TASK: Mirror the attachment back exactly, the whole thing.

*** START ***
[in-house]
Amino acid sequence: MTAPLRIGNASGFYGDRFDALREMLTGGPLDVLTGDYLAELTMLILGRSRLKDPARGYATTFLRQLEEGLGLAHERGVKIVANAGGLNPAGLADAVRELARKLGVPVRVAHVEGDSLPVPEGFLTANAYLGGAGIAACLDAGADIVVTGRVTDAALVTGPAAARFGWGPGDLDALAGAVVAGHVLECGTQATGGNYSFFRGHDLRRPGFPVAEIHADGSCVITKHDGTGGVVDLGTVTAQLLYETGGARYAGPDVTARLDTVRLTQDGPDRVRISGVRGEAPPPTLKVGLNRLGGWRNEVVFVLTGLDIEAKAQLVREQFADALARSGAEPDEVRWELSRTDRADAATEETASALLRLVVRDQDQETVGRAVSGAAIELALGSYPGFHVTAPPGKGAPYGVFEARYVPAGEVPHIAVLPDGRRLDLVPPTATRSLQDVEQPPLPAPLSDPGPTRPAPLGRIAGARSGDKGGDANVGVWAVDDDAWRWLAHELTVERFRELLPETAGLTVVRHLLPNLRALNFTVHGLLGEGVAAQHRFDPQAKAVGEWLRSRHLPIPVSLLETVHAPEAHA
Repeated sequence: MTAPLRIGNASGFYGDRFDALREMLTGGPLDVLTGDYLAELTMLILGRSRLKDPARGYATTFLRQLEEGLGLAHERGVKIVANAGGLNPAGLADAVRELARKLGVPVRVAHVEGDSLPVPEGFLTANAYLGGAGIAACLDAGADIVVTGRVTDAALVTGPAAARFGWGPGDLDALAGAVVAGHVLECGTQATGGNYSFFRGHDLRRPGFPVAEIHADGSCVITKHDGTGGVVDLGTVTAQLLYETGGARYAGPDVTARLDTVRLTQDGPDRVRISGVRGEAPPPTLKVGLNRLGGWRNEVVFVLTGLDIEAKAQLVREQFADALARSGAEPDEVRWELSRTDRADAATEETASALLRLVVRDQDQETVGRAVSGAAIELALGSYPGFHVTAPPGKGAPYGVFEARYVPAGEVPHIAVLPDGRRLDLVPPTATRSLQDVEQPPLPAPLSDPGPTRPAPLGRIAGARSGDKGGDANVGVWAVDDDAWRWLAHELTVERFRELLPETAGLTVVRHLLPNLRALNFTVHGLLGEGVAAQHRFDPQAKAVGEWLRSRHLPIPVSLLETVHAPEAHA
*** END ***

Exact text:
[in-house]
Amino acid sequence: MTAPLRIGNASGFYGDRFDALREMLTGGPLDVLTGDYLAELTMLILGRSRLKDPARGYATTFLRQLEEGLGLAHERGVKIVANAGGLNPAGLADAVRELARKLGVPVRVAHVEGDSLPVPEGFLTANAYLGGAGIAACLDAGADIVVTGRVTDAALVTGPAAARFGWGPGDLDALAGAVVAGHVLECGTQATGGNYSFFRGHDLRRPGFPVAEIHADGSCVITKHDGTGGVVDLGTVTAQLLYETGGARYAGPDVTARLDTVRLTQDGPDRVRISGVRGEAPPPTLKVGLNRLGGWRNEVVFVLTGLDIEAKAQLVREQFADALARSGAEPDEVRWELSRTDRADAATEETASALLRLVVRDQDQETVGRAVSGAAIELALGSYPGFHVTAPPGKGAPYGVFEARYVPAGEVPHIAVLPDGRRLDLVPPTATRSLQDVEQPPLPAPLSDPGPTRPAPLGRIAGARSGDKGGDANVGVWAVDDDAWRWLAHELTVERFRELLPETAGLTVVRHLLPNLRALNFTVHGLLGEGVAAQHRFDPQAKAVGEWLRSRHLPIPVSLLETVHAPEAHA
Repeated sequence: MTAPLRIGNASGFYGDRFDALREMLTGGPLDVLTGDYLAELTMLILGRSRLKDPARGYATTFLRQLEEGLGLAHERGVKIVANAGGLNPAGLADAVRELARKLGVPVRVAHVEGDSLPVPEGFLTANAYLGGAGIAACLDAGADIVVTGRVTDAALVTGPAAARFGWGPGDLDALAGAVVAGHVLECGTQATGGNYSFFRGHDLRRPGFPVAEIHADGSCVITKHDGTGGVVDLGTVTAQLLYETGGARYAGPDVTARLDTVRLTQDGPDRVRISGVRGEAPPPTLKVGLNRLGGWRNEVVFVLTGLDIEAKAQLVREQFADALARSGAEPDEVRWELSRTDRADAATEETASALLRLVVRDQDQETVGRAVSGAAIELALGSYPGFHVTAPPGKGAPYGVFEARYVPAGEVPHIAVLPDGRRLDLVPPTATRSLQDVEQPPLPAPLSDPGPTRPAPLGRIAGARSGDKGGDANVGVWAVDDDAWRWLAHELTVERFRELLPETAGLTVVRHLLPNLRALNFTVHGLLGEGVAAQHRFDPQAKAVGEWLRSRHLPIPVSLLETVHAPEAHA